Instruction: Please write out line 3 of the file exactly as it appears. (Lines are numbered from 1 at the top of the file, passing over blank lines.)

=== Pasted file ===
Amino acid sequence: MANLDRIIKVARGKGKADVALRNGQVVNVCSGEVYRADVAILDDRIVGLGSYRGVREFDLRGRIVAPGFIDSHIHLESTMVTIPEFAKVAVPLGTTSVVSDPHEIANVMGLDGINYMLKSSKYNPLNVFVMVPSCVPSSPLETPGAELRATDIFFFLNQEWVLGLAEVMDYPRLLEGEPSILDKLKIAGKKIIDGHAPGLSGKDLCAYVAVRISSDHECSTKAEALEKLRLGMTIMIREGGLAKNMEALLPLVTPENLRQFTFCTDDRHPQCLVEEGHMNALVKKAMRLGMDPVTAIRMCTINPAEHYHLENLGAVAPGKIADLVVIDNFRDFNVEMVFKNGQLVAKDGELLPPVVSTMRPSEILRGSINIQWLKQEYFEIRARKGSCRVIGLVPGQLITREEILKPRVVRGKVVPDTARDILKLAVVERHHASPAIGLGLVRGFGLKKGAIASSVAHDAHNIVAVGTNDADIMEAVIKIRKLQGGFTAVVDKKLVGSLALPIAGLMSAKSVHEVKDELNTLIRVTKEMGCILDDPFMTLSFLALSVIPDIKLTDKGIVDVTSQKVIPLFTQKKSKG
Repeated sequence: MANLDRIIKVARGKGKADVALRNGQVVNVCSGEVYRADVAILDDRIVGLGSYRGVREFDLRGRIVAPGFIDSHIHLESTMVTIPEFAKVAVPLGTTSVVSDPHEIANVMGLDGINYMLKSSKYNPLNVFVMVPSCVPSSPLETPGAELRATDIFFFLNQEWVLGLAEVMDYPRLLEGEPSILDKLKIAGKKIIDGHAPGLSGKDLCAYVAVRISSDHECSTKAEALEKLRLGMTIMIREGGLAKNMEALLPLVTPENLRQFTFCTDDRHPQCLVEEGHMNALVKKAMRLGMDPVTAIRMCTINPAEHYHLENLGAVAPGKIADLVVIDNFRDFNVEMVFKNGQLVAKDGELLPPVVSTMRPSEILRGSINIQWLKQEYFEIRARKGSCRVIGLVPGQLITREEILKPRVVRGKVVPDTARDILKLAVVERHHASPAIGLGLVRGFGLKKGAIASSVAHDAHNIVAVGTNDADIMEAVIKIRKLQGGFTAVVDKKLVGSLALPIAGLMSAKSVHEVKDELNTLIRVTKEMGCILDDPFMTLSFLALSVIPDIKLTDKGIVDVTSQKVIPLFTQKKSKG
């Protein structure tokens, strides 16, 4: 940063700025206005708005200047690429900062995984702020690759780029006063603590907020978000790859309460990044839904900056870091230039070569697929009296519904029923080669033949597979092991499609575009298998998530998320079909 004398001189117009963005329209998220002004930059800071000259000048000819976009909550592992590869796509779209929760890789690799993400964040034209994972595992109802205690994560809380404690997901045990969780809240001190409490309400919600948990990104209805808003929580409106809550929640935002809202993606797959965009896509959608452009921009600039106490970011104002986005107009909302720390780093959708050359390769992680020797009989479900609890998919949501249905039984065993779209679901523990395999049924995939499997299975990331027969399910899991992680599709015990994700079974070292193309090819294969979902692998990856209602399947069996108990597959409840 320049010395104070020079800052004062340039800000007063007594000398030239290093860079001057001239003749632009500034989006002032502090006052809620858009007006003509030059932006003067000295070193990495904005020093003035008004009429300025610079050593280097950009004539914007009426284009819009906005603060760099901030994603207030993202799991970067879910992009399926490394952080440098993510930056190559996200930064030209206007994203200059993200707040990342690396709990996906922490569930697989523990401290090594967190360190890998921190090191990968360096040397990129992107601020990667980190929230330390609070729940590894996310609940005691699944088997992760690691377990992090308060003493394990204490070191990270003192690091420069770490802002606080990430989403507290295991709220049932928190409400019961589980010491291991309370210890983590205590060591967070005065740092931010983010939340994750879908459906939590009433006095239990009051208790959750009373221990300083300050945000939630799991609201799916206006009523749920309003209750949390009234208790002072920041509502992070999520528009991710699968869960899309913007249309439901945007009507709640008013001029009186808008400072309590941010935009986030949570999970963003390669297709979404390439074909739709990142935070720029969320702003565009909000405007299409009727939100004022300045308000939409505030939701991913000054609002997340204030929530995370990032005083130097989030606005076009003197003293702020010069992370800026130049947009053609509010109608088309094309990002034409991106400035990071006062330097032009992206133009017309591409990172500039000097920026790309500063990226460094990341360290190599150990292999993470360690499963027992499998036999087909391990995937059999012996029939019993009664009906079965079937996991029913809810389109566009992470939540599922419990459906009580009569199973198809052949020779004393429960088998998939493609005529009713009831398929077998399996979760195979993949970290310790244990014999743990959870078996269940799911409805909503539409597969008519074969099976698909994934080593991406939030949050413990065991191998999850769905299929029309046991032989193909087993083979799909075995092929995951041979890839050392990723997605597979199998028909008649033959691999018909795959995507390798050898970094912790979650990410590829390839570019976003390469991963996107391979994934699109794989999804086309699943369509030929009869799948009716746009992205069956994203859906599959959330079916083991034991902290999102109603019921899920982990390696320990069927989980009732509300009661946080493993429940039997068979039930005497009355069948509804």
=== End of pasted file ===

């Protein structure tokens, strides 16, 4: 940063700025206005708005200047690429900062995984702020690759780029006063603590907020978000790859309460990044839904900056870091230039070569697929009296519904029923080669033949597979092991499609575009298998998530998320079909 004398001189117009963005329209998220002004930059800071000259000048000819976009909550592992590869796509779209929760890789690799993400964040034209994972595992109802205690994560809380404690997901045990969780809240001190409490309400919600948990990104209805808003929580409106809550929640935002809202993606797959965009896509959608452009921009600039106490970011104002986005107009909302720390780093959708050359390769992680020797009989479900609890998919949501249905039984065993779209679901523990395999049924995939499997299975990331027969399910899991992680599709015990994700079974070292193309090819294969979902692998990856209602399947069996108990597959409840 320049010395104070020079800052004062340039800000007063007594000398030239290093860079001057001239003749632009500034989006002032502090006052809620858009007006003509030059932006003067000295070193990495904005020093003035008004009429300025610079050593280097950009004539914007009426284009819009906005603060760099901030994603207030993202799991970067879910992009399926490394952080440098993510930056190559996200930064030209206007994203200059993200707040990342690396709990996906922490569930697989523990401290090594967190360190890998921190090191990968360096040397990129992107601020990667980190929230330390609070729940590894996310609940005691699944088997992760690691377990992090308060003493394990204490070191990270003192690091420069770490802002606080990430989403507290295991709220049932928190409400019961589980010491291991309370210890983590205590060591967070005065740092931010983010939340994750879908459906939590009433006095239990009051208790959750009373221990300083300050945000939630799991609201799916206006009523749920309003209750949390009234208790002072920041509502992070999520528009991710699968869960899309913007249309439901945007009507709640008013001029009186808008400072309590941010935009986030949570999970963003390669297709979404390439074909739709990142935070720029969320702003565009909000405007299409009727939100004022300045308000939409505030939701991913000054609002997340204030929530995370990032005083130097989030606005076009003197003293702020010069992370800026130049947009053609509010109608088309094309990002034409991106400035990071006062330097032009992206133009017309591409990172500039000097920026790309500063990226460094990341360290190599150990292999993470360690499963027992499998036999087909391990995937059999012996029939019993009664009906079965079937996991029913809810389109566009992470939540599922419990459906009580009569199973198809052949020779004393429960088998998939493609005529009713009831398929077998399996979760195979993949970290310790244990014999743990959870078996269940799911409805909503539409597969008519074969099976698909994934080593991406939030949050413990065991191998999850769905299929029309046991032989193909087993083979799909075995092929995951041979890839050392990723997605597979199998028909008649033959691999018909795959995507390798050898970094912790979650990410590829390839570019976003390469991963996107391979994934699109794989999804086309699943369509030929009869799948009716746009992205069956994203859906599959959330079916083991034991902290999102109603019921899920982990390696320990069927989980009732509300009661946080493993429940039997068979039930005497009355069948509804």